If you plan a visit to the black sands, beware that the current and tides are treacherous; surfing is great for the experienced, but avoid it in winter when the surf isn't as forgiving. Disability access to the beach is tough; it's a steep path. Still, the views are awesome.

Apart from its breathtaking sights, the convenience of the beach makes it an amazing spot for adults or parents with older children to visit. Although conveniently located, the beach itself is secluded from any major highways by large hills which border the shoreline. This seclusion means the area doesn't get very busy, even during weekends, and it is one of the most appealing features for those looking for a quiet day at the beach. Although Black Sands Beach is a short walk from the parking lot (which offers handicapped parking, drinking fountains, bathrooms and geological information) people with disabilities or small children should be forewarned that the walk down to the beach can be dangerous, as the hills are steep and often contain overgrown shrubbery.


Browns Canyon National Monument

One of America's newest National Monuments, nearly 22,000 acres of canyons, forests, and rivers are co-managed by the BLM and the U.S. Forest Service. Already famous among whitewater rafters, no doubt the new designation will bring others who want to get a close view of wildlife, as elk, golden eagles, bighorn sheep, and peregrine falcons are denizens of this rugged country.

It's pretty early in the process to see how things will shape up in terms of RV recreation. Loosen up your hiking boots and be prepared for rugged.

New Mexico:

It seems strange that one state would have two attractions on a "Gems in All 50 States," but we think somebody at the Weather Channel got confused. Originally, they placed Rio Grand National Monument in Texas – an easy mistake, no? We've properly located both locations in New Mexico.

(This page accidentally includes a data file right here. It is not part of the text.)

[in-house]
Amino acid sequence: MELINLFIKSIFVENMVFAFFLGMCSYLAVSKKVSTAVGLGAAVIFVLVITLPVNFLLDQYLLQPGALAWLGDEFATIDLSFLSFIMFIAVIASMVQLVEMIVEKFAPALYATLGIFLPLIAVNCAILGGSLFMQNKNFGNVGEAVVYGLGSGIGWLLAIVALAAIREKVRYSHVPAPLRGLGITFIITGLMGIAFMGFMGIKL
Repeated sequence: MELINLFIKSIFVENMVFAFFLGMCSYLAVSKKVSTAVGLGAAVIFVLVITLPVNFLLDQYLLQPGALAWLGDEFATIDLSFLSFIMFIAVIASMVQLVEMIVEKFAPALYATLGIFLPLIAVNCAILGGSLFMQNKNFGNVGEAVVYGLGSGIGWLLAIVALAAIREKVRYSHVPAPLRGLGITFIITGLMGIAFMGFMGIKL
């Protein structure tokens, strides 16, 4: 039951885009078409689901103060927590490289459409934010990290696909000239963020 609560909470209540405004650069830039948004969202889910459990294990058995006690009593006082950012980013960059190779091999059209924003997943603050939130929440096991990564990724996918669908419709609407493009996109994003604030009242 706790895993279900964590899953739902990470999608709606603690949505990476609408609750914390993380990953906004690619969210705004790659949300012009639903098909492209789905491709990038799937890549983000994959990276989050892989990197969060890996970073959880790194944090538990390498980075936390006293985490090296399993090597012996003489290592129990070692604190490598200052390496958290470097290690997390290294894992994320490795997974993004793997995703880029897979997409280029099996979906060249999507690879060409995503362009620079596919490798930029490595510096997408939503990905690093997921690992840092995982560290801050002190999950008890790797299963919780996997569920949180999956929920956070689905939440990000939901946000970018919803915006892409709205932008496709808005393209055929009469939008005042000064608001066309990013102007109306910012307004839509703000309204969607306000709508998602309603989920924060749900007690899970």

Rio Grande del Norte National Monument

Again, a new entrant into America's National Monument System, this huge tract of land, nearly 250,000 acres got its status in 2013. Volcanic landscapes, bisected by two rivers, the Rio Grande and the Rio San Antonio. Mountains, plains, hot springs, sage brush to stands of pinyon pines, the monument poses a wide variety of landscape and plenty of critters, large and small.

Lots of roads travel through the monument, so getting access with your RV shouldn't pose a problem. Campgrounds from primitive to those with water and electric sites are dotted throughout the holdings.

Bisti/De-Na-Zin Wilderness

This is definitely a "park your rig and hike it," feature, but if you've got the physical capability, the journey into the wilderness could almost be termed a spiritual one.

The landscape rolls along into badlands which, in the words of the BLM, "Offers some of the most unusual scenery found in the Four Corners Region.  Time and natural elements have etched a fantasy world of strange rock formations made of interbedded sandstone, shale, mudstone, coal, and silt.  The weathering of the sandstone forms hoodoos - weathered rock in the form of pinnacles, spires, cap rocks, and other unusual forms."

The wilderness takes its name from the Navajo tongue:  Bisti (Bis-tie) “a large area of shale hills.” De-Na-Zin (Deh-nah-zin) takes its name from the Navajo words for “cranes.”

All photos, Bob Wick, Bureau of Land Management